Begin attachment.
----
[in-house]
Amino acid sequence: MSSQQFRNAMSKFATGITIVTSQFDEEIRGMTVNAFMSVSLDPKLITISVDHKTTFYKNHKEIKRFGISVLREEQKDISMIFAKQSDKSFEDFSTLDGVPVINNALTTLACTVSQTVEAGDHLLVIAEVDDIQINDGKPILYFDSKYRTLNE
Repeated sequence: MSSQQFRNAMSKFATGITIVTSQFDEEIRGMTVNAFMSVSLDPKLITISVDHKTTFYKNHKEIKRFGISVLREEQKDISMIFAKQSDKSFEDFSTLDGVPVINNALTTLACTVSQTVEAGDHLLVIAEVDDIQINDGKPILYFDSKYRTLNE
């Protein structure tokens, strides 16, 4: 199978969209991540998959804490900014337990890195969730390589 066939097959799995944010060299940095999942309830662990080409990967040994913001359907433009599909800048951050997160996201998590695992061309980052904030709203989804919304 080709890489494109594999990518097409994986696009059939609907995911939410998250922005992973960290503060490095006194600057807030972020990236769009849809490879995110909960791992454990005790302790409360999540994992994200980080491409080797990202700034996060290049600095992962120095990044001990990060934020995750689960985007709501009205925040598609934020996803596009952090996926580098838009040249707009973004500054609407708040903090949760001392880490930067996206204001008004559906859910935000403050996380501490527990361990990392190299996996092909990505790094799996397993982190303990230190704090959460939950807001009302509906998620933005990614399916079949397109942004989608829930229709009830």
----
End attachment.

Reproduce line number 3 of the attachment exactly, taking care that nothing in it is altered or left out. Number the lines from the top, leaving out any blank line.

Repeated sequence: MSSQQFRNAMSKFATGITIVTSQFDEEIRGMTVNAFMSVSLDPKLITISVDHKTTFYKNHKEIKRFGISVLREEQKDISMIFAKQSDKSFEDFSTLDGVPVINNALTTLACTVSQTVEAGDHLLVIAEVDDIQINDGKPILYFDSKYRTLNE